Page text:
Are Uber and Lyft paying you the same? For my entire career, I have assumed that Uber and Lyft both pay me the same amount of money.
Not too long ago, we, the drivers, could look up the rates that Uber and Lyft paid us. That seems fair!
Now, however, in the age of upfront pricing, those rate cards have disappeared. We are now victims to whichever algorithm happens to be working each day. This is a fluid situation.
The term being bandied about the internet is the Black Box (as in, we have no idea what is happening to our pay!).
In this article, I will share the results of my experiment to determine how much Uber pays me and how much Lyft pays me. I suggest you do the same.
Turns out one company pays me more per hour than the other. Let’s get into it!
The only figure that matters to me is my dollars per hour.
In the past, earnings were a function of time and distance. Uber and Lyft paid a specified amount for each mile you drove with a passenger in your car, and for each minute you had a passenger in your car.
Drivers were not paid for the time and distance to go and pick up the passenger.
Now, all we see is an upfront revenue figure. In addition, we are also told the time and distance of the pickup and the ride.
I was certainly curious about how much I was getting paid per hour, but I was mostly interested in whether Uber and Lyft paid the same per-hour amount.
Before upfront pricing, I could look at the rate sheets and see that both were paying me the exact same amount.
Now with the black boxes in place, we don’t know if Uber’s black box functions like Lyft’s black box.
They certainly don’t share that information with us or with each other. The only way to know is to do your own investigation.
If one is paying me less than the other, then I should be more loyal to the one paying me the most.
I took screenshots of 25 rides for both companies. Here is what I came up with:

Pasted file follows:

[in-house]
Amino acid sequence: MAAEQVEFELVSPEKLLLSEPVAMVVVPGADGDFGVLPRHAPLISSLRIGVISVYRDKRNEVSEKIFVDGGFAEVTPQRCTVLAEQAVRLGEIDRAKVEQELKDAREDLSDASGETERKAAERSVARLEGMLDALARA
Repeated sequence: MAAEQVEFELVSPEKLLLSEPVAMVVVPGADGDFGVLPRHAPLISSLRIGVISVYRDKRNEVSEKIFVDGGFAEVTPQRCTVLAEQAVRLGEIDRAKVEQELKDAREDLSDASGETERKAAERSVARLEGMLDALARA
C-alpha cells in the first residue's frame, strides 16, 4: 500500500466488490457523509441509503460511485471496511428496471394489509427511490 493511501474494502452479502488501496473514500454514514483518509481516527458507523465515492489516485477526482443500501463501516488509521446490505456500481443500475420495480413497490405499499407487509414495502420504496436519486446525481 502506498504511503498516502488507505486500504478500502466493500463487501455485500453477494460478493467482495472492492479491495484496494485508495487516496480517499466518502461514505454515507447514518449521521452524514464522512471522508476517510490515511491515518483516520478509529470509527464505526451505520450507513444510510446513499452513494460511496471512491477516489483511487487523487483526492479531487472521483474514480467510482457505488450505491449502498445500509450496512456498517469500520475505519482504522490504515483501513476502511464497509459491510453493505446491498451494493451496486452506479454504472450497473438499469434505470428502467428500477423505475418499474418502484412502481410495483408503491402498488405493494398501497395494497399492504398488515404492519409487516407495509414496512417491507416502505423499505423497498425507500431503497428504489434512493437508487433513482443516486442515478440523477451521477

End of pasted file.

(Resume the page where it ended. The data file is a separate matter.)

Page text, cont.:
Here are screenshots of 25 rides I completed with Uber:
Here are screenshots of 25 rides I completed with Lyft:
Crunching The Numbers
Next, I created two spreadsheets, one for Uber and one for Lyft.
Until I looked at these numbers, I had a feeling, simply based on my gut, that Uber was paying me more per ride.
I admit this was based on nothing more than a feeling, I have been driving more for Uber here in Sacramento. Uber also has offered slightly better bonuses which have further swayed me.
However, lately, Uber has been decreasing my bonus opportunities, most likely because I have been consistently driving for them.
This is how the black box algorithm works.
If Uber or Lyft see that I am consistent in one behavior, they will pay me a bit less and see if the behavior continues. If I keep doing the same thing, then (you guessed it) Uber and Lyft will pay me a little bit less.
Certainly, you must have noticed how your bonuses get smaller as you earn them. That’s not a mistake. It’s all a part of a plan to pay you less so Uber and Lyft can eventually show a profit.
Let’s see what the numbers show us.
In the Uber screenshot below, you can see a low of $10.95 per hour and a high of $33.90 per hour.
My average per hour with Uber was $21.28. This does not include surge, bonuses, or tips.
In the Lyft screenshot below, you can see a low of $17.35 per hour and a high of $51.51 per hour.
My average per hour with Lyft was $25.41. This does not include surges, bonuses, or tips.
- Lyft has a high of $51.51 vs Uber’s high of $33.90
- Lyft had a low of $17.35 vs Uber’s low of $10.95
- Lyft’s per hour was very strong at $25.41, compared to Uber’s $21.28
That is a 15% difference, which is huge! I was very surprised to see these results.
Given adequate bonuses from Lyft, I should be driving for Lyft. If I drove 40 hours a week for 50 weeks, the difference in earnings converts to over $8,000!
I suggest you start to do a similar analysis, especially if you are a full-time driver.
You might be surprised, as I was, that one company’s black box is paying you more than the other.
This was a real eye-opener for me. As I researched this article, I realized that unless you do something like this, you have no idea what Uber is paying you versus what Lyft is paying you.
Most of us have a choice between the two. After looking at 50 rides, it is clear that I should be driving more for Lyft.
This makes me smile as I have always preferred Lyft to Uber, and most of my 29,050 rides have been with Lyft.
The best thing besides higher pay is the auto-accept feature. I love that I don’t need to focus on my phone waiting for a ping as I do with Uber.
I will do something like this again in a few months to see if anything has changed. This is the world in which we live. Uber and Lyft can change our pay anytime they want to, and we will never know.
All we can know is how they paid us in the past. That will have to do for now.